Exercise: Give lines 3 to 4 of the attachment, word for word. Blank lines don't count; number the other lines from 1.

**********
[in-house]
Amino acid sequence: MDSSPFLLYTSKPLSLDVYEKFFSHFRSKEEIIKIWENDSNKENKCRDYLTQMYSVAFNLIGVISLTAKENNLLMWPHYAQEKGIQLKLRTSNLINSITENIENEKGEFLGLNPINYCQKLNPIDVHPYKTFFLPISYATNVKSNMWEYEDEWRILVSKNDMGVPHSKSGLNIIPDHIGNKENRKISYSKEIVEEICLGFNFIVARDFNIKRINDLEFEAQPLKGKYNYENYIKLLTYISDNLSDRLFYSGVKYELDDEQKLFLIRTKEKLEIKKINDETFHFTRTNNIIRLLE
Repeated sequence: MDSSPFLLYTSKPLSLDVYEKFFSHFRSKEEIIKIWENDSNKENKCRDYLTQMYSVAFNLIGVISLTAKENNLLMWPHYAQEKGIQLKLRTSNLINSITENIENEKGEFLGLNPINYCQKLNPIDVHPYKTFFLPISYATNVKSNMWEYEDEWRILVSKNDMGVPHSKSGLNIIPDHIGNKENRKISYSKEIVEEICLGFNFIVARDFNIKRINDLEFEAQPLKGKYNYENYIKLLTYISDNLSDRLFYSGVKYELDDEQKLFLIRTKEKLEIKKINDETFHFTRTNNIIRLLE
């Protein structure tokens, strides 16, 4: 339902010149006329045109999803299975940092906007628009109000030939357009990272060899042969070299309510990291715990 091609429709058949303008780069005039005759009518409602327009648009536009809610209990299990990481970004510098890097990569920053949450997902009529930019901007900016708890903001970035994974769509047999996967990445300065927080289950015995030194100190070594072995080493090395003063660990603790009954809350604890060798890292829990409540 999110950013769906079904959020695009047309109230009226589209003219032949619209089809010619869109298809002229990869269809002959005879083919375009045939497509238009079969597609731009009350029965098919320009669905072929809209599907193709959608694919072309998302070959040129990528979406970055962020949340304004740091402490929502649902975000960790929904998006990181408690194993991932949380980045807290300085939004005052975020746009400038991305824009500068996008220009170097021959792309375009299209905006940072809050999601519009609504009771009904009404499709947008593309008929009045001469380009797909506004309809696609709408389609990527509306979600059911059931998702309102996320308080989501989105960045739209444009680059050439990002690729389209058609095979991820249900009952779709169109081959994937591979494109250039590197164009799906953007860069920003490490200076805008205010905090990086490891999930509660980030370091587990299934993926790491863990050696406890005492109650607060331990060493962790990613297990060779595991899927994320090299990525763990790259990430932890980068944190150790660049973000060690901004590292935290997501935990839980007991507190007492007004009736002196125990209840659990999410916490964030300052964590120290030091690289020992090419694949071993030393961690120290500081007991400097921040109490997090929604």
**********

Repeated sequence: MDSSPFLLYTSKPLSLDVYEKFFSHFRSKEEIIKIWENDSNKENKCRDYLTQMYSVAFNLIGVISLTAKENNLLMWPHYAQEKGIQLKLRTSNLINSITENIENEKGEFLGLNPINYCQKLNPIDVHPYKTFFLPISYATNVKSNMWEYEDEWRILVSKNDMGVPHSKSGLNIIPDHIGNKENRKISYSKEIVEEICLGFNFIVARDFNIKRINDLEFEAQPLKGKYNYENYIKLLTYISDNLSDRLFYSGVKYELDDEQKLFLIRTKEKLEIKKINDETFHFTRTNNIIRLLE
């Protein structure tokens, strides 16, 4: 339902010149006329045109999803299975940092906007628009109000030939357009990272060899042969070299309510990291715990 091609429709058949303008780069005039005759009518409602327009648009536009809610209990299990990481970004510098890097990569920053949450997902009529930019901007900016708890903001970035994974769509047999996967990445300065927080289950015995030194100190070594072995080493090395003063660990603790009954809350604890060798890292829990409540 999110950013769906079904959020695009047309109230009226589209003219032949619209089809010619869109298809002229990869269809002959005879083919375009045939497509238009079969597609731009009350029965098919320009669905072929809209599907193709959608694919072309998302070959040129990528979406970055962020949340304004740091402490929502649902975000960790929904998006990181408690194993991932949380980045807290300085939004005052975020746009400038991305824009500068996008220009170097021959792309375009299209905006940072809050999601519009609504009771009904009404499709947008593309008929009045001469380009797909506004309809696609709408389609990527509306979600059911059931998702309102996320308080989501989105960045739209444009680059050439990002690729389209058609095979991820249900009952779709169109081959994937591979494109250039590197164009799906953007860069920003490490200076805008205010905090990086490891999930509660980030370091587990299934993926790491863990050696406890005492109650607060331990060493962790990613297990060779595991899927994320090299990525763990790259990430932890980068944190150790660049973000060690901004590292935290997501935990839980007991507190007492007004009736002196125990209840659990999410916490964030300052964590120290030091690289020992090419694949071993030393961690120290500081007991400097921040109490997090929604």